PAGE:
• Are areas behind and beside kitchen equipment free of debris and food buildup?
  • Are floor drains inspected and properly cleaned?
  • Is food stored in pest-proof containers?


Structural deficiencies/state of repair

  • Is the building pest proof?
  • Are there leaks, standing water or water damage?
  • Are doors tight fitting?
  • Are windows screened?
  • Are doors self-closing?
  • Are pipe runs sealed from the outside?


Garbage area

  • Are the garbage containers located directly outside your service door? If so, is your service door protected with either an air curtain or screen door?
  • Is the area kept clean and free of garbage on the ground?
  • Are your garbage containers on a solid surface, with no place for rodents to burrow?
  • Are the containers kept clean and closed to deter flying insects and pest birds?


Presence of pests

  • Cockroaches
  • Filth flies
  • Rats
  • Fruit flies/drain flies
  • Mice
  • Pest birds


Evidence of pests

  • Are droppings present?
  • Is food product being damaged?
  • Is any odor present?
  • Is nesting material evident?
  • Has rodent activity left grease marks?



  • Is there an appropriate level of communication and cooperation between the operator and the PMP?
  • Does the PCO provide useful information?
  • Do you relate your observations to the PMP, either directly or through a pest control service log?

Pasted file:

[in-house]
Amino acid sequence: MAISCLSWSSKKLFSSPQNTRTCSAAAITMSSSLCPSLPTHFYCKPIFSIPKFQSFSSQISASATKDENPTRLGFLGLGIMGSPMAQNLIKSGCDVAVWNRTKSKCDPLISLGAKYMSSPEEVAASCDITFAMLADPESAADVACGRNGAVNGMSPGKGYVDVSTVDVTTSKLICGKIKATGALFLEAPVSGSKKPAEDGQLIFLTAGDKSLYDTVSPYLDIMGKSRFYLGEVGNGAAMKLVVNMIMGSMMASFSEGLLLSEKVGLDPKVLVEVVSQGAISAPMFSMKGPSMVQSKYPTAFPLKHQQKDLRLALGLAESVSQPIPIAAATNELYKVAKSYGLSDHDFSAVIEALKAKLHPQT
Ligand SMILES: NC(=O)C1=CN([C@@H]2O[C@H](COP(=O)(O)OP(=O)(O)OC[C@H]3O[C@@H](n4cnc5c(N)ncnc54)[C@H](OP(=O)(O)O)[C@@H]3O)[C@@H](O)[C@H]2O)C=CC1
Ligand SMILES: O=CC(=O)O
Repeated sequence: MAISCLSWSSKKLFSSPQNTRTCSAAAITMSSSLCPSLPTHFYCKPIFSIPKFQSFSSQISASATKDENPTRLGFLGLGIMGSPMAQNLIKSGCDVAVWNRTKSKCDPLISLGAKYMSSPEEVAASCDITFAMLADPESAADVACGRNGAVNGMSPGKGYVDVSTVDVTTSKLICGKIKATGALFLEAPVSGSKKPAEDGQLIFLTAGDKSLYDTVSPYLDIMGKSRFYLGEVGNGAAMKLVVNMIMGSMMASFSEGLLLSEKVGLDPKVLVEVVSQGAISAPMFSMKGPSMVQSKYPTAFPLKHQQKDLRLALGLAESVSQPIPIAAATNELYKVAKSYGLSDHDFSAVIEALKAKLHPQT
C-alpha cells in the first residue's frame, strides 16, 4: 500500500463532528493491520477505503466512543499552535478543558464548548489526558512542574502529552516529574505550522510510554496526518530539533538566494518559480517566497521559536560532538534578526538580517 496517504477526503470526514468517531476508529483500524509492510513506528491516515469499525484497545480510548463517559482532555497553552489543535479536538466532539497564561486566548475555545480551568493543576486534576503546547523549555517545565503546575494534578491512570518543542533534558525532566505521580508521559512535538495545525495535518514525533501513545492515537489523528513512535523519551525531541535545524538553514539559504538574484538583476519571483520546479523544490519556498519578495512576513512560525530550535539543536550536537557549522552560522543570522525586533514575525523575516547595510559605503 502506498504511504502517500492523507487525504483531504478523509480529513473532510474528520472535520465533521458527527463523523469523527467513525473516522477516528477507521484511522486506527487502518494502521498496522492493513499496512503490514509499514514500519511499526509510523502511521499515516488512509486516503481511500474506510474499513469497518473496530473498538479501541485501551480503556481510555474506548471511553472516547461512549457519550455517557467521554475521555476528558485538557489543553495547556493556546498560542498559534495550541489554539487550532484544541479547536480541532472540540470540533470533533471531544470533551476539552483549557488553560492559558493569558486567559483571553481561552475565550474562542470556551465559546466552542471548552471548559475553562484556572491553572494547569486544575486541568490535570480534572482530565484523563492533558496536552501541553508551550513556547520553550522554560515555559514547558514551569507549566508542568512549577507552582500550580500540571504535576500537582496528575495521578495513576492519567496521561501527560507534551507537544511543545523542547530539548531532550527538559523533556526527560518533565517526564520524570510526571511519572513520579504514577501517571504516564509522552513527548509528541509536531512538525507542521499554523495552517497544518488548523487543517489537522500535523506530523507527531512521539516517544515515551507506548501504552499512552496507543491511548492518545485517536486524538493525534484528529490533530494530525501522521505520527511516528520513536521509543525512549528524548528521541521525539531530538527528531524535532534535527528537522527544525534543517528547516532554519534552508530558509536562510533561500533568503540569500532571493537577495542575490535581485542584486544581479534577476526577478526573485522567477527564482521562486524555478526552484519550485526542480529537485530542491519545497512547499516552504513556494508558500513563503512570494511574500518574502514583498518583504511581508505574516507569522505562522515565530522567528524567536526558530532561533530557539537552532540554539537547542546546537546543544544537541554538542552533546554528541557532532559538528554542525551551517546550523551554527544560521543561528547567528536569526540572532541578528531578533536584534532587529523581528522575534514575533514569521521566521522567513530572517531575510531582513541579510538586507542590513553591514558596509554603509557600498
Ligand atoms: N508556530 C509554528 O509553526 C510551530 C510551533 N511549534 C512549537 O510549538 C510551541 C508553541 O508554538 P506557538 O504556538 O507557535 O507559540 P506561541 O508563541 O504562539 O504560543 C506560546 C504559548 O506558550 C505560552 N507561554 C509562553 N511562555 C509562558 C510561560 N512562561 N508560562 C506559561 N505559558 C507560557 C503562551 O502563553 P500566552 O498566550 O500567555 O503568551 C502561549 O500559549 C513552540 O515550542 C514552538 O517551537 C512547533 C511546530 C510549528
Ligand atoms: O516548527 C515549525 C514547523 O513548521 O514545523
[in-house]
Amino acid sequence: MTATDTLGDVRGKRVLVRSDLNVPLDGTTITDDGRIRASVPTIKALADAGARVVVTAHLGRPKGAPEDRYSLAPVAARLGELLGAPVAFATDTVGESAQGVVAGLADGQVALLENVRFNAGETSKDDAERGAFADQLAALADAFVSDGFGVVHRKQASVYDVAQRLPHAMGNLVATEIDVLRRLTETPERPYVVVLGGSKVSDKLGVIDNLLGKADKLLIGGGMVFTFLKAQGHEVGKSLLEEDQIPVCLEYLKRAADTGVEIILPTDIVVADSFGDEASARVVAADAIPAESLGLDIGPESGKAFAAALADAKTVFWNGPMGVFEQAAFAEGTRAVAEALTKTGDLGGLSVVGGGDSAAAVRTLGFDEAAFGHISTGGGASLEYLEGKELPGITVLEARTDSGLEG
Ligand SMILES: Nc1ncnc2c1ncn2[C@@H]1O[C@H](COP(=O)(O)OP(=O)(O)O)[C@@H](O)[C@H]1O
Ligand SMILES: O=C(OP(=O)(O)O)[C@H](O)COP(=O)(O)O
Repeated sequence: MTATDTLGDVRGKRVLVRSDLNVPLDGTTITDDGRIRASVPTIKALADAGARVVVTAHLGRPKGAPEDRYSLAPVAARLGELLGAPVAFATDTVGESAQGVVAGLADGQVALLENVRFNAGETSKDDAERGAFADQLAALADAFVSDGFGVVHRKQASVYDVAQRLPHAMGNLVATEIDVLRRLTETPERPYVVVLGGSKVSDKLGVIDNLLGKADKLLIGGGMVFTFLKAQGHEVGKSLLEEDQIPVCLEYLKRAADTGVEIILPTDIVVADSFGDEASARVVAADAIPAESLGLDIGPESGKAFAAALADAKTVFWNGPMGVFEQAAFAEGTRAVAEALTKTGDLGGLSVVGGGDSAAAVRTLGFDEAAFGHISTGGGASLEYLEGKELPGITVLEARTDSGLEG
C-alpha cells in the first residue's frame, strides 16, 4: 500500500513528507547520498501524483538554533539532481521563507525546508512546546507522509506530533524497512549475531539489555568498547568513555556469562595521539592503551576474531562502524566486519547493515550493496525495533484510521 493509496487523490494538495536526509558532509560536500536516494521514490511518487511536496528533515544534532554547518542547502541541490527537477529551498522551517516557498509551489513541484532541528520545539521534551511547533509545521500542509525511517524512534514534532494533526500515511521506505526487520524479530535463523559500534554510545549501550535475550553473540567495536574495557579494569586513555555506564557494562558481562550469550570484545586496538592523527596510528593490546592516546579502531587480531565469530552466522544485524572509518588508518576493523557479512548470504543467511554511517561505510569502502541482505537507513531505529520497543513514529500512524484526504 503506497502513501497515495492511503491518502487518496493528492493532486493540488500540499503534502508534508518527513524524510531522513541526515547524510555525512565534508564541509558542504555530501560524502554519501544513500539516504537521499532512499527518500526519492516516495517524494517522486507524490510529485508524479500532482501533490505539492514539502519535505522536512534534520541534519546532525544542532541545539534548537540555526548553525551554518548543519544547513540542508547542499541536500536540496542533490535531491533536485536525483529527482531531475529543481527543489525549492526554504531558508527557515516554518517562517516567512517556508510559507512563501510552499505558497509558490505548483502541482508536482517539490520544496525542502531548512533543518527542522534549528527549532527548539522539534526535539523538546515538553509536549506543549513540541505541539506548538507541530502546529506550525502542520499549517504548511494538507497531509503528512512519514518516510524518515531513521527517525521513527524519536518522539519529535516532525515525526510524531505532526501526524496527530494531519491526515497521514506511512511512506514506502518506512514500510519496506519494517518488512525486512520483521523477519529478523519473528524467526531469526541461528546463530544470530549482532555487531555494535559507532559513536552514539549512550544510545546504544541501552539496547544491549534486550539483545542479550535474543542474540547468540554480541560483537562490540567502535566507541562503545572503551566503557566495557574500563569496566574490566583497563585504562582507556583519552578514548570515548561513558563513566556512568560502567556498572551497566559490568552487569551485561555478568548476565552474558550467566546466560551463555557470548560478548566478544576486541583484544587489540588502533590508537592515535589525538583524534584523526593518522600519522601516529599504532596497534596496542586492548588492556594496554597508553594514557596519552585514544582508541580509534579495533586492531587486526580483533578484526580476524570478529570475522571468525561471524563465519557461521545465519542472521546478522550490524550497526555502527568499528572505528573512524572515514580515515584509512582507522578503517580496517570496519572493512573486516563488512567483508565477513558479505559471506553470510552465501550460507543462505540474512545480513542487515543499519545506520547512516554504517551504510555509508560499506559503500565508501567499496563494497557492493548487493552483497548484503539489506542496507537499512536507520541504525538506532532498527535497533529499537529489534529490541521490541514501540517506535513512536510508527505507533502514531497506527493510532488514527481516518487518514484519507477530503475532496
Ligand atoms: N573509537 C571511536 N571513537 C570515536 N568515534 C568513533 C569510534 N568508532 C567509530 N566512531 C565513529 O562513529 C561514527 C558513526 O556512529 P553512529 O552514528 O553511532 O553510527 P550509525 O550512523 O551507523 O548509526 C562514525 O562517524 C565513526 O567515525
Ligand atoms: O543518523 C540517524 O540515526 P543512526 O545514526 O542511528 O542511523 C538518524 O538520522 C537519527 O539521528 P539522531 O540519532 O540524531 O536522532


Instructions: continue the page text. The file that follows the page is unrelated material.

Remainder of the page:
No silver bullet assures food safety or pest control. HACCP represents an approach to food safety that combines science with common sense to help correct, anticipate and prevent food handling errors. Similarly, IPM represents a combination of non-chemical (common sense) and chemical (science) strategies that create the most effective pest control program that corrects, anticipates and prevents pest-related problems in the foodservice operation.


The physical presence of pests can lead to the closing of a food establishment because it is something customers can see and will respond to. Those uninvited guests can also transfer pathogenic bacteria from a drain line or nesting area onto a cutting board that could lead to a foodborne illness outbreak.


Remember, insects prefer messes! Your mother was right: Clean up your mess.


Steven Sklare, REHS/RS, CP-FS, LEHP is an Everclean Strategic Business Development Executive